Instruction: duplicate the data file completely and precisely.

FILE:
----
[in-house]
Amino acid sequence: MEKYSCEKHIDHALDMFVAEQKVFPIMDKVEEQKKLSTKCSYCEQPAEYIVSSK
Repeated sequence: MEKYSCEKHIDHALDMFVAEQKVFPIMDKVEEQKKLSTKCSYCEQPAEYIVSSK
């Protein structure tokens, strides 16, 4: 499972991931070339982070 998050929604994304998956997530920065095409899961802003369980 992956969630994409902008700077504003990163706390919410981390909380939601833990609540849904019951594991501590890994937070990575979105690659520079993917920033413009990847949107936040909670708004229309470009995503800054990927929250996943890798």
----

[in-house]
Amino acid sequence: MEKYSCEKHIDHALDMFVAEQKVFPIMDKVEEQKKLSTKCSYCEQPAEYIVSSK
Repeated sequence: MEKYSCEKHIDHALDMFVAEQKVFPIMDKVEEQKKLSTKCSYCEQPAEYIVSSK
């Protein structure tokens, strides 16, 4: 499972991931070339982070 998050929604994304998956997530920065095409899961802003369980 992956969630994409902008700077504003990163706390919410981390909380939601833990609540849904019951594991501590890994937070990575979105690659520079993917920033413009990847949107936040909670708004229309470009995503800054990927929250996943890798």